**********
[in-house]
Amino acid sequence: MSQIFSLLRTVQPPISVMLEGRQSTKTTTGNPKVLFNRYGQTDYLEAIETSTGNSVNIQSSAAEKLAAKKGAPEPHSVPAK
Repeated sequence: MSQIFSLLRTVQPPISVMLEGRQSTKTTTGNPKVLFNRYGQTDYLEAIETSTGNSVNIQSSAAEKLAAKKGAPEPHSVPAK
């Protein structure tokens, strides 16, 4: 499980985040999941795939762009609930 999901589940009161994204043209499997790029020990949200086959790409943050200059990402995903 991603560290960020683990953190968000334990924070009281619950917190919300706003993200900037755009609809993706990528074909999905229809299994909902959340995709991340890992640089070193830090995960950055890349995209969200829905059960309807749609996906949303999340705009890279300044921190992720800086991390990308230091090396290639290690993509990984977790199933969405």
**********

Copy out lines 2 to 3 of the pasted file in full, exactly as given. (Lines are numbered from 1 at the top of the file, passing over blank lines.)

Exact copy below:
Amino acid sequence: MSQIFSLLRTVQPPISVMLEGRQSTKTTTGNPKVLFNRYGQTDYLEAIETSTGNSVNIQSSAAEKLAAKKGAPEPHSVPAK
Repeated sequence: MSQIFSLLRTVQPPISVMLEGRQSTKTTTGNPKVLFNRYGQTDYLEAIETSTGNSVNIQSSAAEKLAAKKGAPEPHSVPAK